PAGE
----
Member Blogs > Books Tell You WhyThe Bond Dossier: Moonraker

  • Wed, 01 Jun 2016 08:00:00    Permalink
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    If there’s one overarching fear authors experience when creating novel series, it’s repetition—drudging up the same plot twists and themes and motifs novel after novel until each story essentially becomes a parody of itself. In fact, Ian Fleming expressed that very sentiment to friends and confidants during the early stages of writing his third Bond novel, Moonraker.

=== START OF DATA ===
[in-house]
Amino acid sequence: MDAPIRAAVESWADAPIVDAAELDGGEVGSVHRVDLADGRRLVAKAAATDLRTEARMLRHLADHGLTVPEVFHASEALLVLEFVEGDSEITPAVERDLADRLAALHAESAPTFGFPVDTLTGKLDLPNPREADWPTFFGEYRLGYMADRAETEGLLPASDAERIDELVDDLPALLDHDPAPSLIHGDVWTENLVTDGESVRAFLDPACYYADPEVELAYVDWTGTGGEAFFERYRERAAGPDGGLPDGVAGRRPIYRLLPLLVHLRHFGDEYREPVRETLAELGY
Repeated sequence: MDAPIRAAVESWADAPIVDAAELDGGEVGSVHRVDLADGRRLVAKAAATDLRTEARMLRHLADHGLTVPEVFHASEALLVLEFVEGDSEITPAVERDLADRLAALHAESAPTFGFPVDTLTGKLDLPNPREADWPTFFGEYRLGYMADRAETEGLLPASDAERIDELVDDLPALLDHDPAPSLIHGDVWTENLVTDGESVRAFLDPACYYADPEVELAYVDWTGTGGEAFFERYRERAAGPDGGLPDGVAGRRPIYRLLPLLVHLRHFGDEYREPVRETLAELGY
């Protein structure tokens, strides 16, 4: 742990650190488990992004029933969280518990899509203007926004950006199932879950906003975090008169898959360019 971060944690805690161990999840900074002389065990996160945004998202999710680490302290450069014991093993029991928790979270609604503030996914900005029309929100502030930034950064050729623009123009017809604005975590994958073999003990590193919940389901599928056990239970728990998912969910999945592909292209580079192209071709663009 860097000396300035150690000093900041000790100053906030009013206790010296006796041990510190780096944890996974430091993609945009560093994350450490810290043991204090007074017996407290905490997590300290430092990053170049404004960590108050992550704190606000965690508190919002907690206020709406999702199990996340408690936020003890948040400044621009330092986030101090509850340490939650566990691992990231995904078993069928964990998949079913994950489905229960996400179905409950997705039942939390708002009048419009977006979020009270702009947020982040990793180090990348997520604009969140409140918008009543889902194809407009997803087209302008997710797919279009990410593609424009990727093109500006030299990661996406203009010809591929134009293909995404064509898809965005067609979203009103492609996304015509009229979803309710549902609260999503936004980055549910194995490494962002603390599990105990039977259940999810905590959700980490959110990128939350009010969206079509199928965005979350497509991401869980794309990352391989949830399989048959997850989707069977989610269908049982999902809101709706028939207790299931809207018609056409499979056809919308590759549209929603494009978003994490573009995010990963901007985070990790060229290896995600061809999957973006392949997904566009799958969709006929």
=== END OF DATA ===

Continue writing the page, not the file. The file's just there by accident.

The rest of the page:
But if Fleming had any anxieties about rehashing material from Casino Royale and Live and Let Die, those trepidations did not present in the final product. Moonraker, which many consider to be Fleming’s best Bond novel—noted author and close friend Noel Coward remarked as such to Fleming and in the press on several occasions—strives for greater depth and complexity than Fleming’s previous Bond novels, investigating both the quieter aspects of Bond’s personal life and the state of British culture and identity in the early 1950s, post World War II.

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